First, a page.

Chromium Process building demolition in Shelton is one step closer

The Board of Aldermen has voted to authorize the mayor to implement a $1,019,470 grant from the state to remediate and demolish the Chromium Process building and property on Canal and West Canal streets in downtown Shelton.

The Chromium Process Co. building as seen from Canal Street, standing near the Farmers Market Building.

The Chromium Process Co. building as seen from Canal Street, standing near the Farmers Market Building.

The aldermen also moved to provide $25,000 in city funds to pay for related administrative, legal and testing costs.

Chromium Process is the large brick building at the end of Center Street, and also includes a small parcel on the Housatonic River side of Canal Street. The city acquired the property, which has environmental issues from past industrial use, through foreclosure in 2013.

The combined two parcels are about 1.2 acres.

Shelton-ChromiumProcess2

The city acquired the former industrial site on Canal Street through foreclosure.

Once demolished, it’s likely the land where the building is now will become a municipal parking lot. The riverfront land is expected to become part of a larger mixed-use development.

The building is on a site that is considered a key parcel in redevelopment efforts, partly because knocking down the structure will help form a connection between Howe Avenue, Canal Street and the Housatonic River.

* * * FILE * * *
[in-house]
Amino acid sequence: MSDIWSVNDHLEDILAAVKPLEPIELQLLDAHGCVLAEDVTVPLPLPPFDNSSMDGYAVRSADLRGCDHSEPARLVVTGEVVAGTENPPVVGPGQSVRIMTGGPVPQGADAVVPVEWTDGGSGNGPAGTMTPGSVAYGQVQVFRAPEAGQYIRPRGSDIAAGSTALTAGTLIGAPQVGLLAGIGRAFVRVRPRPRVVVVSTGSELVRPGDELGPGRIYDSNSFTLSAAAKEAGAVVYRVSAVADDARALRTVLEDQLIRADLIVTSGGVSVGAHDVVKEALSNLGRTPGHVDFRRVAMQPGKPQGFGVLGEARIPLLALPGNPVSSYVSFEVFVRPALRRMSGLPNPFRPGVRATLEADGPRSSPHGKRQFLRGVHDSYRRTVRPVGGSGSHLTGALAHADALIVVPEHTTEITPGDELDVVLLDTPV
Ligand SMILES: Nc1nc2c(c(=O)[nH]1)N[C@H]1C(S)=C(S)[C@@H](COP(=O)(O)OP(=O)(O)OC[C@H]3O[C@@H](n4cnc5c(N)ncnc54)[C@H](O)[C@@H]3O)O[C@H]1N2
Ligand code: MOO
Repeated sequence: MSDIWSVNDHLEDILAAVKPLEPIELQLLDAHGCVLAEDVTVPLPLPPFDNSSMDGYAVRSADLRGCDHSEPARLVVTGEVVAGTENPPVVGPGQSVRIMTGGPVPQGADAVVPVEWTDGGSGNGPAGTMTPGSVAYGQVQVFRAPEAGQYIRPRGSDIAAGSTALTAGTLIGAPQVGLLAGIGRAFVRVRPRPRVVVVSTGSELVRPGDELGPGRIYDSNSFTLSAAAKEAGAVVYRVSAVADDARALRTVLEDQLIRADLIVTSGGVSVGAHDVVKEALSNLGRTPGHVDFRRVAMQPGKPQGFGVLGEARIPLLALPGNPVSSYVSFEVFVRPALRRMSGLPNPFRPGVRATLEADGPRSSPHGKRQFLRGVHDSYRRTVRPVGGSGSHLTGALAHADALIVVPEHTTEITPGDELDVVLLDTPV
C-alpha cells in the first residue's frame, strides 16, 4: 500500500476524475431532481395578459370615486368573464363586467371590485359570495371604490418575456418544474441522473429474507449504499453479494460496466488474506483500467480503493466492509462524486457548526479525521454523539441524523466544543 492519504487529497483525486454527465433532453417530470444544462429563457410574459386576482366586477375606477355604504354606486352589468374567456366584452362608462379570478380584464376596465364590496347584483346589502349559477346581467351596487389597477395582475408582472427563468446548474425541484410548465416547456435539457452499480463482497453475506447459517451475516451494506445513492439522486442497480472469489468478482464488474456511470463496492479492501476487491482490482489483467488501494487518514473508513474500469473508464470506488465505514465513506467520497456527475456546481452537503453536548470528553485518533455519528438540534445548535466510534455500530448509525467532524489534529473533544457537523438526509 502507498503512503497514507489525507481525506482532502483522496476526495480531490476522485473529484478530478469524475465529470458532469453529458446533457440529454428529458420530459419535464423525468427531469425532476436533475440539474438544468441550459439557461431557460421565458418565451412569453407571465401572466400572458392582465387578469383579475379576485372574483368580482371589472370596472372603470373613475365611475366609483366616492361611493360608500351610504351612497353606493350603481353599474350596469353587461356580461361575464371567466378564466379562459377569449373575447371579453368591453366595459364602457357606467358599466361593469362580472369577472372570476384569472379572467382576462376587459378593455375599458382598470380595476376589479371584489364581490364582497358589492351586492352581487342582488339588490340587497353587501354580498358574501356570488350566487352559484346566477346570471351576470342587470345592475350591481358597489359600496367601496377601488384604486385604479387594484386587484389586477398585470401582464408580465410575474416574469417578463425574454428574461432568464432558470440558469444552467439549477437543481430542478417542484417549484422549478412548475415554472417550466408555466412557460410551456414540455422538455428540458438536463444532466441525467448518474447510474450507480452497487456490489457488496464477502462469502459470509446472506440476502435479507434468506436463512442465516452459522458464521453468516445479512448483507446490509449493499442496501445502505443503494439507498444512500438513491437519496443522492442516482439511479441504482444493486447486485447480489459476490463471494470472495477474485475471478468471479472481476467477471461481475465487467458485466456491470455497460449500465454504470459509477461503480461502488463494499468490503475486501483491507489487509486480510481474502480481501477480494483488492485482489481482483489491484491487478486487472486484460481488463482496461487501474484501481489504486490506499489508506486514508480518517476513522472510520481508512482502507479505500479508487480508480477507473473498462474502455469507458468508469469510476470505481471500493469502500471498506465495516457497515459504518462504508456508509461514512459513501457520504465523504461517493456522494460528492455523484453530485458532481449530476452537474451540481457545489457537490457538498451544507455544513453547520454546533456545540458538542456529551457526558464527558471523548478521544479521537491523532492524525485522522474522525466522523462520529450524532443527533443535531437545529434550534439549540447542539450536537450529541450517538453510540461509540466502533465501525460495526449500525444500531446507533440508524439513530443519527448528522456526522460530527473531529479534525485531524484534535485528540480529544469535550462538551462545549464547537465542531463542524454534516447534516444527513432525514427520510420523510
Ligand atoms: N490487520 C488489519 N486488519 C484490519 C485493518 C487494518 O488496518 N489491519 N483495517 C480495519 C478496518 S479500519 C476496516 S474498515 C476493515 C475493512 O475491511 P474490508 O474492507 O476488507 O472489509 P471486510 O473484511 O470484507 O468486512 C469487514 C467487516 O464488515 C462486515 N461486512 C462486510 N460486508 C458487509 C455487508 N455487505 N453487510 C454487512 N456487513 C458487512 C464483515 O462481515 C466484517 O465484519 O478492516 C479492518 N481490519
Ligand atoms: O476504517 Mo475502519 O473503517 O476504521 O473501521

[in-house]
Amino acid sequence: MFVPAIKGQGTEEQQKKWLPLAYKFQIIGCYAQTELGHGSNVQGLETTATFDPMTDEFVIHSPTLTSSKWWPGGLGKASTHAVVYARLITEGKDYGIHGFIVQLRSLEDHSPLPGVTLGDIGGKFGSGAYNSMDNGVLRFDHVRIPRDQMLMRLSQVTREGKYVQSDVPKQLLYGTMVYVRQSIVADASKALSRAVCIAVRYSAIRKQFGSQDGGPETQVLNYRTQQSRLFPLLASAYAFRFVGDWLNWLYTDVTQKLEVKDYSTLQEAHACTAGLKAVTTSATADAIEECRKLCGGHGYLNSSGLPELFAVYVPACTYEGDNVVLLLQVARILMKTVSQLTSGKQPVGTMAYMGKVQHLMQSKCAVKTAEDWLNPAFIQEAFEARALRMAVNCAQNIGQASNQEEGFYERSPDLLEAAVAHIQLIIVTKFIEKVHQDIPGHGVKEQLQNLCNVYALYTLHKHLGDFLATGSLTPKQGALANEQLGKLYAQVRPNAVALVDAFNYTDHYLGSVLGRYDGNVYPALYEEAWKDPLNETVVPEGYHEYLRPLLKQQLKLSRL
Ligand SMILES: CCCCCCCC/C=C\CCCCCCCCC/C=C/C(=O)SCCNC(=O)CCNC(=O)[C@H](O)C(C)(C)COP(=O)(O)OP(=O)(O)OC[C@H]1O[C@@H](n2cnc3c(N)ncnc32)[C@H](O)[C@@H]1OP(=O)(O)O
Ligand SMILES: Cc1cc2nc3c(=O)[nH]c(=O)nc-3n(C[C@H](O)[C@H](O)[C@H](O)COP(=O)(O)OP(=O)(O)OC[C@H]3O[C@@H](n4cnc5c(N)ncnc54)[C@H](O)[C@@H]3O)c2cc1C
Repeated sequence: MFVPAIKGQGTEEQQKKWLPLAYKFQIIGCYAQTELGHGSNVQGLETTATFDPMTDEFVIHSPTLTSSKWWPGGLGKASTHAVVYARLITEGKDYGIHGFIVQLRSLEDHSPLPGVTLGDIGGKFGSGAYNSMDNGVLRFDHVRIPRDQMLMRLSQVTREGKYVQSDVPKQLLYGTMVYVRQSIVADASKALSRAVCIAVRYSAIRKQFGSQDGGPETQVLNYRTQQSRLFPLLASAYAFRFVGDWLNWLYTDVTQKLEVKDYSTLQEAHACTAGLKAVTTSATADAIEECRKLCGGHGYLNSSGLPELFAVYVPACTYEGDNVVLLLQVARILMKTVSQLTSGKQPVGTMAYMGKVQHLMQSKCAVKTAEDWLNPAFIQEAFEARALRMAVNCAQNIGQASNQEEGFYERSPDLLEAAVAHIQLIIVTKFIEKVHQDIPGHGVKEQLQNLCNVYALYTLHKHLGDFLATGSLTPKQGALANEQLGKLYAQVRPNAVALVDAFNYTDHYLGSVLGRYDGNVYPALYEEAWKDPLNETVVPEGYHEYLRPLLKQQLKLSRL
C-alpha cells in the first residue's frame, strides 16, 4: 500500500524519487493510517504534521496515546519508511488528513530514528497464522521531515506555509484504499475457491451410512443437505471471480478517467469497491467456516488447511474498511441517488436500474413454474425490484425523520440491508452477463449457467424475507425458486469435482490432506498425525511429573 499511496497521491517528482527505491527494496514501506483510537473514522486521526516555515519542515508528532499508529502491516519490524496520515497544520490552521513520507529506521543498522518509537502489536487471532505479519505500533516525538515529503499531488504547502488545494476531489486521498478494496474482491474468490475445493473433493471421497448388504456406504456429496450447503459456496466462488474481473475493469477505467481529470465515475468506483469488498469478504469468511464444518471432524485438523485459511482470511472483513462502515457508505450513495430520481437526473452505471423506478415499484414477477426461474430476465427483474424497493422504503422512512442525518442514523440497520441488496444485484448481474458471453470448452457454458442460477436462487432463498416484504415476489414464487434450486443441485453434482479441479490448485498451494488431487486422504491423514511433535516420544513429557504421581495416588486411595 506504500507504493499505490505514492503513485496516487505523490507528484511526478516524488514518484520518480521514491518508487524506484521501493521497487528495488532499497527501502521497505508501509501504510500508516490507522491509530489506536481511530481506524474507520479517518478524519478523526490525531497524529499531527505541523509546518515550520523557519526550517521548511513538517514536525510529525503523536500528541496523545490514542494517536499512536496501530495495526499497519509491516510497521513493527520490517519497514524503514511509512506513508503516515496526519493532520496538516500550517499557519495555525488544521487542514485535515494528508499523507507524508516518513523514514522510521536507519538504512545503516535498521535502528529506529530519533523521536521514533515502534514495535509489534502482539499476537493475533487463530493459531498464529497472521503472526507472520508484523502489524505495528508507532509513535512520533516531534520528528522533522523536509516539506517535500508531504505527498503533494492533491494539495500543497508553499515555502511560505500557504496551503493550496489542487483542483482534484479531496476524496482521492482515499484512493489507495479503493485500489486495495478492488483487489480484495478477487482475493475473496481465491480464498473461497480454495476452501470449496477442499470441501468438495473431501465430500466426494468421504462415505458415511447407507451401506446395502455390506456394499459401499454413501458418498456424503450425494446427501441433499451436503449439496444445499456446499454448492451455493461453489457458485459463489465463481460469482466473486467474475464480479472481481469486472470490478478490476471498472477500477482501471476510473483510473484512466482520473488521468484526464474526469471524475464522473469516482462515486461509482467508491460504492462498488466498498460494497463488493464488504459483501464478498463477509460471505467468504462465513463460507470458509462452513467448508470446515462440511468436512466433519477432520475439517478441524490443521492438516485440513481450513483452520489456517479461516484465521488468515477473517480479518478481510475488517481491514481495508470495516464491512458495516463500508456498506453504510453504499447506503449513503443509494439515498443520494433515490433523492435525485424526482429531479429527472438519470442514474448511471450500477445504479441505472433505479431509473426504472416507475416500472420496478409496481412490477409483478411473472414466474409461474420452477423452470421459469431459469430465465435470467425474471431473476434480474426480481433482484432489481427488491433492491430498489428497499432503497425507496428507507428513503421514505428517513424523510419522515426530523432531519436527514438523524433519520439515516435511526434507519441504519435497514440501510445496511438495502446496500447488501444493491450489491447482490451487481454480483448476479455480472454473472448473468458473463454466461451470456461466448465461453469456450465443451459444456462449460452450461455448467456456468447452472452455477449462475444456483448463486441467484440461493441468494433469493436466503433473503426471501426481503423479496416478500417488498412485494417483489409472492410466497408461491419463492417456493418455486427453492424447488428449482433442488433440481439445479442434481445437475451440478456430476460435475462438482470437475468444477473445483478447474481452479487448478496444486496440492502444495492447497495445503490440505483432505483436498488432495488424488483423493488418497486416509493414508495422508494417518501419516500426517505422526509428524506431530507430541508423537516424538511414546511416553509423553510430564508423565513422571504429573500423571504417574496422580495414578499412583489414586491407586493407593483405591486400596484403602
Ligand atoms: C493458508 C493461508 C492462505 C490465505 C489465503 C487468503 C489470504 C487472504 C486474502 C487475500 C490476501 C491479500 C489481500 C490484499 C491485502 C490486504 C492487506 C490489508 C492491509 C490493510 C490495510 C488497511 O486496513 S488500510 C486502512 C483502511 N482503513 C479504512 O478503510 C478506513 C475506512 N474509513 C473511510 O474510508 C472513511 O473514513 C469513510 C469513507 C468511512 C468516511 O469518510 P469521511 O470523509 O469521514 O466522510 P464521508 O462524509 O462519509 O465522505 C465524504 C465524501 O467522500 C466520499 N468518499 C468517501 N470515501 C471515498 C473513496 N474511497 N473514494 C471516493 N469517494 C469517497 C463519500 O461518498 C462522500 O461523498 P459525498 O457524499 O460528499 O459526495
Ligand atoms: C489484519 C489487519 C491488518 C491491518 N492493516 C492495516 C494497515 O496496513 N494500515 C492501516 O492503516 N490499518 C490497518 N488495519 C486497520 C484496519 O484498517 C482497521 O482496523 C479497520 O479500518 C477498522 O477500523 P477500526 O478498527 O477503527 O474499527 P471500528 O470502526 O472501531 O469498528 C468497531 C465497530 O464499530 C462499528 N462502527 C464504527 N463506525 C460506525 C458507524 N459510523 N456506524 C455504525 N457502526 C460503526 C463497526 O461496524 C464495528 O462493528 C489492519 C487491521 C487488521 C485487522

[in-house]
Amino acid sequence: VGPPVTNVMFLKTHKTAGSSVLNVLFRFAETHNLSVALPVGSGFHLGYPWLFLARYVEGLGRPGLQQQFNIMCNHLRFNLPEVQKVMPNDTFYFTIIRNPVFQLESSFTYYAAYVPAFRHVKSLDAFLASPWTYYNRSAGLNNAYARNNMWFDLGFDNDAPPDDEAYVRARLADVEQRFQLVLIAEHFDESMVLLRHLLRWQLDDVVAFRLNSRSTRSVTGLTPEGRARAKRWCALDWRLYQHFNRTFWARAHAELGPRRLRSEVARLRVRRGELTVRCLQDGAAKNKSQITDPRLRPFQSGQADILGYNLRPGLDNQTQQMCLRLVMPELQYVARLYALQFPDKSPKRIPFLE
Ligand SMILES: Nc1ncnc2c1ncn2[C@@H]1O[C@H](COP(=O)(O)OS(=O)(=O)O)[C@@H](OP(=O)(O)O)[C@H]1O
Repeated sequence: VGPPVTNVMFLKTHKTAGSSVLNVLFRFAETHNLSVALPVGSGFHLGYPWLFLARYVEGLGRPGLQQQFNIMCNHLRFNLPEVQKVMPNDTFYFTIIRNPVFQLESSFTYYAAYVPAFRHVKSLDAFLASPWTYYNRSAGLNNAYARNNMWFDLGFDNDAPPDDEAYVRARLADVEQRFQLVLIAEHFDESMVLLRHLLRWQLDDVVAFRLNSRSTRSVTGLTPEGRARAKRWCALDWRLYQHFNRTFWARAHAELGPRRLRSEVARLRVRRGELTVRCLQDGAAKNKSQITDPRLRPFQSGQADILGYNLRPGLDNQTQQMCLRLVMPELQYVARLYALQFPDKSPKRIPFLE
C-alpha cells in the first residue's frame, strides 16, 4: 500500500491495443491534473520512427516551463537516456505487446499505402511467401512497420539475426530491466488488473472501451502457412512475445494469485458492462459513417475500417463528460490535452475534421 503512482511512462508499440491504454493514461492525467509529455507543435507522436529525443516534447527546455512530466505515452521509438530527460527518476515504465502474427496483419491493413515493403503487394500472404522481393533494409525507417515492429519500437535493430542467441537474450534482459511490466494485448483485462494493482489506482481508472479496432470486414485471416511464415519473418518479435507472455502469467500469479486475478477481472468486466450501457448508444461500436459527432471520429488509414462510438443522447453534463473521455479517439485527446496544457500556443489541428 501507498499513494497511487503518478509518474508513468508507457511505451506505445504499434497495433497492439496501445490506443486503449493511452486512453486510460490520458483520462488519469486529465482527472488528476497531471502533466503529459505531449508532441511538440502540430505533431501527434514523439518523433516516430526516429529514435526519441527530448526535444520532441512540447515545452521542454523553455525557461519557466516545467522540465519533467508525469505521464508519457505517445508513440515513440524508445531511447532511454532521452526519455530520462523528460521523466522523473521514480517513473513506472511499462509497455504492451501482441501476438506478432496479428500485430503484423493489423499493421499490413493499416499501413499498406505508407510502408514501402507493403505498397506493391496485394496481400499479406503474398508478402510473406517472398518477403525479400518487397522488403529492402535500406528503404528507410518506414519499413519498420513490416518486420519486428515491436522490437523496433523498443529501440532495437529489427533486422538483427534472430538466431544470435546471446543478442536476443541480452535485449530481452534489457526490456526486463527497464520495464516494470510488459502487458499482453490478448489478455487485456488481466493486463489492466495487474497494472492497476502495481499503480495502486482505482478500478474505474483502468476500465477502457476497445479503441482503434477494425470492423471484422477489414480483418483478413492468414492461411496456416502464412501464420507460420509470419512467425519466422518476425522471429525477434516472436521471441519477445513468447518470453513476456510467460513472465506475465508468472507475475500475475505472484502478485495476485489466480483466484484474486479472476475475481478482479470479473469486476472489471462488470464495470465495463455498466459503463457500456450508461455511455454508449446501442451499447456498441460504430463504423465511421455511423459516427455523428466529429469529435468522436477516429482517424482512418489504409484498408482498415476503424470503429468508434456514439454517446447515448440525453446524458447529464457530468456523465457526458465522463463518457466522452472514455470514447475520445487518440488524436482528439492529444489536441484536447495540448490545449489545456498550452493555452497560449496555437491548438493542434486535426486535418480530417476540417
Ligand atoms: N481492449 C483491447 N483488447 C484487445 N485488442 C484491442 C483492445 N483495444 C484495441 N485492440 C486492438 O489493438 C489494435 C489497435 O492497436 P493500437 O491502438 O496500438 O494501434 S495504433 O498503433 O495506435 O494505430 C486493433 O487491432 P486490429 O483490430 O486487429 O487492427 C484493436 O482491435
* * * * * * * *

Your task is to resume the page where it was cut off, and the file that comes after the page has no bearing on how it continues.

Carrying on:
It’s uncertain when demolition might take place, with certain remediation steps being required first.

The project will be overseen by the Shelton Economic Development Corp., a private, nonprofit entity that works on development issues in Shelton, in collaboration with the city

 

Mostly state funds

Aldermanic President John Anglace said he was impressed the city would have to spend so little of its own funds when compared to the state grant.

Board of Aldermen President John Anglace

Board of Aldermen President John Anglace

“I couldn’t believe it,” Anglace said. “I think we should show our appreciation for that.”

Like some other aldermen and Mayor Mark Lauretti, Anglace has been known to sometimes complain about the matching fund requirements and other strings that often come with state and federal grants.

The Chromium Process funding came through a state Department of Economic and Community Development brownfields grant.

 

 

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